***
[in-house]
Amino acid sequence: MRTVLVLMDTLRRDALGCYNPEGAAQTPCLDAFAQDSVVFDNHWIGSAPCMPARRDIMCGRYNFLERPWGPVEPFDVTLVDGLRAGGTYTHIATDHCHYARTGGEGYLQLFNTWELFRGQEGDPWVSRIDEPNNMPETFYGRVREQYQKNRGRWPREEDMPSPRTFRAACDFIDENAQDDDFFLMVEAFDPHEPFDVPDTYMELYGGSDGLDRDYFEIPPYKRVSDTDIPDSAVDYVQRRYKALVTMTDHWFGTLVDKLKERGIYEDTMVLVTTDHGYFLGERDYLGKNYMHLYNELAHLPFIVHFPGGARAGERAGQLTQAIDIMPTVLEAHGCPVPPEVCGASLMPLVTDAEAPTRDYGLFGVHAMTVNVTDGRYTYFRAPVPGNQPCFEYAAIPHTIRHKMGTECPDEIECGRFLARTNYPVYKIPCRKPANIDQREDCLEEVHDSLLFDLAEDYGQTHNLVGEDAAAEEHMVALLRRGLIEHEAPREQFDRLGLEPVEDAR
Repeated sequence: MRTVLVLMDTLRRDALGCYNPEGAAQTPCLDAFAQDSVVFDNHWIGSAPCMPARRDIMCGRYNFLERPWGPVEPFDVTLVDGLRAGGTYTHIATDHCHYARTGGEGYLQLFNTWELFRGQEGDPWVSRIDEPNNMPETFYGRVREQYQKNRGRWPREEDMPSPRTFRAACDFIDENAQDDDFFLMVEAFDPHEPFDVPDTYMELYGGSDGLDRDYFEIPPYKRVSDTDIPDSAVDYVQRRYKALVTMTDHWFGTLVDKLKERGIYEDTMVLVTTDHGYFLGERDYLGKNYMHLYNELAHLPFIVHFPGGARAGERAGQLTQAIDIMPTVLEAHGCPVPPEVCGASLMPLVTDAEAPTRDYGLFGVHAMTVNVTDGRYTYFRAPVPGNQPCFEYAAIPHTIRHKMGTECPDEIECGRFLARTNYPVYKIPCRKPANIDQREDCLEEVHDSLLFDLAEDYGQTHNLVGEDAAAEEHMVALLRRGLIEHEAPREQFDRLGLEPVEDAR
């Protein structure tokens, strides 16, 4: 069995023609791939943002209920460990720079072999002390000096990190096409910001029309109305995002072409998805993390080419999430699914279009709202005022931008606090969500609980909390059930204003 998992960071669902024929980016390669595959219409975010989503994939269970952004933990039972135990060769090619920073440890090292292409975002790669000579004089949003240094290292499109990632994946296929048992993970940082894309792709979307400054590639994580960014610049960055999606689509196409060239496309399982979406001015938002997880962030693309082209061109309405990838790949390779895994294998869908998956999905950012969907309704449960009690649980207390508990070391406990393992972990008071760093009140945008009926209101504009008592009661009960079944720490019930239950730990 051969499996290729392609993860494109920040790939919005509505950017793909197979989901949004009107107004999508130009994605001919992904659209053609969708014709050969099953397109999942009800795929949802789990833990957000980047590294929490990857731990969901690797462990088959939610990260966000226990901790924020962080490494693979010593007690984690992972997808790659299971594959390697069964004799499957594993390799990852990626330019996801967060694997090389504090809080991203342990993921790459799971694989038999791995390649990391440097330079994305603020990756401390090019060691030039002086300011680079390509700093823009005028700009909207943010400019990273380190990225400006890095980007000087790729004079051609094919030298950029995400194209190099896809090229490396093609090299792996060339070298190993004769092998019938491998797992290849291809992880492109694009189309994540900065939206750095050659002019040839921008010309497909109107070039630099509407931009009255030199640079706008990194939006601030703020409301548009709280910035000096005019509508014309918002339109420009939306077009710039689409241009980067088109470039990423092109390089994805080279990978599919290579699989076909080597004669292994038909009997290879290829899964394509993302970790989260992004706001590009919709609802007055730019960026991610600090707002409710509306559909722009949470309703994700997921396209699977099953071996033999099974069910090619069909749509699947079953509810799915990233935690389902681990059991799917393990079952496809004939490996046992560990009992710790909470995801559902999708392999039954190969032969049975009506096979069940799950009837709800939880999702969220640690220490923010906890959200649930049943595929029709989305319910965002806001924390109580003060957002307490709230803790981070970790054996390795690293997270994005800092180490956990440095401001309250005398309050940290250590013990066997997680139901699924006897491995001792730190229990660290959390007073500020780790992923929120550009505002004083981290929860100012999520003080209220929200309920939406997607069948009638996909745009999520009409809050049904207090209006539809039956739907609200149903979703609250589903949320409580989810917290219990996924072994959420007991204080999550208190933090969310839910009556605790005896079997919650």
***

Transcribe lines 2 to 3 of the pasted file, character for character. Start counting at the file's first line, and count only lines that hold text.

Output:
Amino acid sequence: MRTVLVLMDTLRRDALGCYNPEGAAQTPCLDAFAQDSVVFDNHWIGSAPCMPARRDIMCGRYNFLERPWGPVEPFDVTLVDGLRAGGTYTHIATDHCHYARTGGEGYLQLFNTWELFRGQEGDPWVSRIDEPNNMPETFYGRVREQYQKNRGRWPREEDMPSPRTFRAACDFIDENAQDDDFFLMVEAFDPHEPFDVPDTYMELYGGSDGLDRDYFEIPPYKRVSDTDIPDSAVDYVQRRYKALVTMTDHWFGTLVDKLKERGIYEDTMVLVTTDHGYFLGERDYLGKNYMHLYNELAHLPFIVHFPGGARAGERAGQLTQAIDIMPTVLEAHGCPVPPEVCGASLMPLVTDAEAPTRDYGLFGVHAMTVNVTDGRYTYFRAPVPGNQPCFEYAAIPHTIRHKMGTECPDEIECGRFLARTNYPVYKIPCRKPANIDQREDCLEEVHDSLLFDLAEDYGQTHNLVGEDAAAEEHMVALLRRGLIEHEAPREQFDRLGLEPVEDAR
Repeated sequence: MRTVLVLMDTLRRDALGCYNPEGAAQTPCLDAFAQDSVVFDNHWIGSAPCMPARRDIMCGRYNFLERPWGPVEPFDVTLVDGLRAGGTYTHIATDHCHYARTGGEGYLQLFNTWELFRGQEGDPWVSRIDEPNNMPETFYGRVREQYQKNRGRWPREEDMPSPRTFRAACDFIDENAQDDDFFLMVEAFDPHEPFDVPDTYMELYGGSDGLDRDYFEIPPYKRVSDTDIPDSAVDYVQRRYKALVTMTDHWFGTLVDKLKERGIYEDTMVLVTTDHGYFLGERDYLGKNYMHLYNELAHLPFIVHFPGGARAGERAGQLTQAIDIMPTVLEAHGCPVPPEVCGASLMPLVTDAEAPTRDYGLFGVHAMTVNVTDGRYTYFRAPVPGNQPCFEYAAIPHTIRHKMGTECPDEIECGRFLARTNYPVYKIPCRKPANIDQREDCLEEVHDSLLFDLAEDYGQTHNLVGEDAAAEEHMVALLRRGLIEHEAPREQFDRLGLEPVEDAR